Lichens are classified based on their overall thallus shape. They can be foliose (leaf-like), fruticose (shrubby), or crustose (forming a crust on rocks or other surfaces). Lichens that grow on trees are epiphytic, while those that live on rocks are saxicolous; lichens that live on top of mosses are muscicolous, and ground-dwelling lichens are terricolous. Much of Miadlikowska’s research is on a group of cyanolichens (lichens with cyanobacteria partners) from the genus Peltigera. She works on the systematics and evolution of this group using morphology-, anatomy-, and chemistry-based methods and molecular phylogenetic tools. She is also part of a team exploring biodiversity, ecological rules, and biogeographical patterns in cryptic fungal communities associated with lichens and plants (endolichenic and endophytic fungi). She has been involved in multiple ongoing NSF-funded projects and also helping graduate students Ian, Carlos, Shannon, and Diego in their dissertation research. She spent last summer collecting lichens with Carlos and Shannon and collaborators in Alberta, Canada and Alaska. If you walk in the sub basement of the Bio Sciences building where Bio201 and Bio202 labs are located, check out the amazing photos of lichens (taken by Thomas Barlow, former Duke undergraduate) displayed along the walls! Notice Peltigera species, including some new to science, described by the Duke lichen team.

Lichens have value beyond the realm of research, too. “In traditional medicine, lichens have a lot of use,” Miadlikowska says. Aside from medicinal uses, they have also been used to dye fabric and kill wolves. Some are edible. Miadlikowska herself has eaten them several times. She had salad in China that was made with leafy lichens (the taste, she says, came mostly from soy sauce and rice vinegar, but “the texture was coming from the lichen.”). In Quebec, she drank tea made with native plants and lichens, and in Scandinavia, she tried candied Cetraria islandica lichen (she mostly tasted the sugar and a bit of bitterness, but once again, the lichen’s texture was apparent).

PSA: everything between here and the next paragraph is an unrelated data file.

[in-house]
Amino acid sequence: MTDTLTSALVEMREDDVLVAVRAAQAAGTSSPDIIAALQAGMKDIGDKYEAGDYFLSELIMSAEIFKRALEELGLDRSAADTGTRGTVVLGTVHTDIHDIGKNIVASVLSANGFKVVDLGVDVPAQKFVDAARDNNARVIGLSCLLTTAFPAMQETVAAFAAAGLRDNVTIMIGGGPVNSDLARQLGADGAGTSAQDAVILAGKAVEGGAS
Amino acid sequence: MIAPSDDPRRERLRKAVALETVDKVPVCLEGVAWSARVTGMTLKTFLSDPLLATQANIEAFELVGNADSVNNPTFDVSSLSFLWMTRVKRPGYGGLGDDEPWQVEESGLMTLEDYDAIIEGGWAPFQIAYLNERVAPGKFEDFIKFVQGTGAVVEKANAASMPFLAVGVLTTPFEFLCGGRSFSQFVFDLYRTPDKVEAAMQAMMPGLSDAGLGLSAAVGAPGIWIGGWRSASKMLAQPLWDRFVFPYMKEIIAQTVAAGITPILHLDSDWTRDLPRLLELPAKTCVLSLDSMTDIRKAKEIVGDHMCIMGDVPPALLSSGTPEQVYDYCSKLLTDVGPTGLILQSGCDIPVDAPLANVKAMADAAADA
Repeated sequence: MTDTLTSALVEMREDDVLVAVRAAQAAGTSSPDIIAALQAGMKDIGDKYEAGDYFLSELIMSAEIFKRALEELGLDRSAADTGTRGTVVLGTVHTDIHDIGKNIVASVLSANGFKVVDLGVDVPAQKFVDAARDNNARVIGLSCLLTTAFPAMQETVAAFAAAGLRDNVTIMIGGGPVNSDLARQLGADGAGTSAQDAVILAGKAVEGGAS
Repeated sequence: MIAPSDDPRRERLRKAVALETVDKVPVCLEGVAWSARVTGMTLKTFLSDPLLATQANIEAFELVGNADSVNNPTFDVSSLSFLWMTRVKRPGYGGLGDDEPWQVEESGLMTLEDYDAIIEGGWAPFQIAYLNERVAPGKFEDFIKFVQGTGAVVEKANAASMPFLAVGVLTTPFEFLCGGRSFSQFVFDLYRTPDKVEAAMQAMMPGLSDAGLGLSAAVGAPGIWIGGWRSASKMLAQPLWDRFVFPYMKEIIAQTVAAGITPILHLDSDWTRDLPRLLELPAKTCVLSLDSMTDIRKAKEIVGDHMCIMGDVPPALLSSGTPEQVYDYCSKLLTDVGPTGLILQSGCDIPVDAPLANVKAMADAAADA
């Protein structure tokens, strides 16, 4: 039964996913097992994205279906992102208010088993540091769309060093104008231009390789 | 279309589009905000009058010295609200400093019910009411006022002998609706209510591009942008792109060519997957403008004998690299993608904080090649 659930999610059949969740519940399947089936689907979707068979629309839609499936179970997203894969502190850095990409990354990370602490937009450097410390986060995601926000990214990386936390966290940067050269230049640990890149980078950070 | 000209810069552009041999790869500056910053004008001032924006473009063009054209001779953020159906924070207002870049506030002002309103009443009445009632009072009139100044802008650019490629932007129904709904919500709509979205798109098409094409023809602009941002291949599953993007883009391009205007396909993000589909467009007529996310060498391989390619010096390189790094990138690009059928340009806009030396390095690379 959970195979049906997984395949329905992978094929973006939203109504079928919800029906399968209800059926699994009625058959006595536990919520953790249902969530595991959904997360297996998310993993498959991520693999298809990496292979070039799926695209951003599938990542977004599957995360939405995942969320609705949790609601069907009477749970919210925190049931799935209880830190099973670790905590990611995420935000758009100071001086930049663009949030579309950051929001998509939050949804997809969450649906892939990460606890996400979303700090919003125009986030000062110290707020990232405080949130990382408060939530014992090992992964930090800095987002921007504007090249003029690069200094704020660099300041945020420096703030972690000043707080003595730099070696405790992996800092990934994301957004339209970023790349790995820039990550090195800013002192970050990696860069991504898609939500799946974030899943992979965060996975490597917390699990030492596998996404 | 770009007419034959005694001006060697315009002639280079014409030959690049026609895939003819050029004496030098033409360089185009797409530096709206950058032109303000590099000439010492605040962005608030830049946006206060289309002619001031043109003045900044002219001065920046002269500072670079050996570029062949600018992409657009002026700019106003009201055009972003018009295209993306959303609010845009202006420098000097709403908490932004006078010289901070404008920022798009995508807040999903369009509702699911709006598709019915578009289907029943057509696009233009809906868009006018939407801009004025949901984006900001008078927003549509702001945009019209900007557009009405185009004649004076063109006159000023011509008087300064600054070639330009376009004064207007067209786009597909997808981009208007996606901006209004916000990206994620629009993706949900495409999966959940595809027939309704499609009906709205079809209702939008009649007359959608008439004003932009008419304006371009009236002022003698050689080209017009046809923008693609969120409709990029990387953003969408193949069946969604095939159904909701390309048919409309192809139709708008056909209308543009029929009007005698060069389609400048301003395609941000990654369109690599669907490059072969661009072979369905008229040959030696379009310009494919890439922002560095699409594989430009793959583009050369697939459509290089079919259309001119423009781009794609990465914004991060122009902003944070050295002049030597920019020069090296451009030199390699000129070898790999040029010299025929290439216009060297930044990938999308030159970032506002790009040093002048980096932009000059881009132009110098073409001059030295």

In today’s changing world, lichens have another use as well, as “bioindicators to monitor the quality of the air.” Most lichens can’t tolerate air pollution, which is why “in big cities… when you look at the trees, there are almost no lichens. The bark is just naked.” Lichen-covered trees, then, can be a very good sign, though the type of lichen matters, too. “The most sensitive lichens are the shrubby ones… like Usnea,” Miadlikowska says. Some lichens, on the other hand, “are able to survive in anthropogenic places, and they just take over.” Even on “artificial substrates like concrete, you often see lichens.” Along with being very sensitive to poor air quality, lichens also accumulate pollutants, which makes them useful for monitoring deposition of metals and radioactive materials in the environment.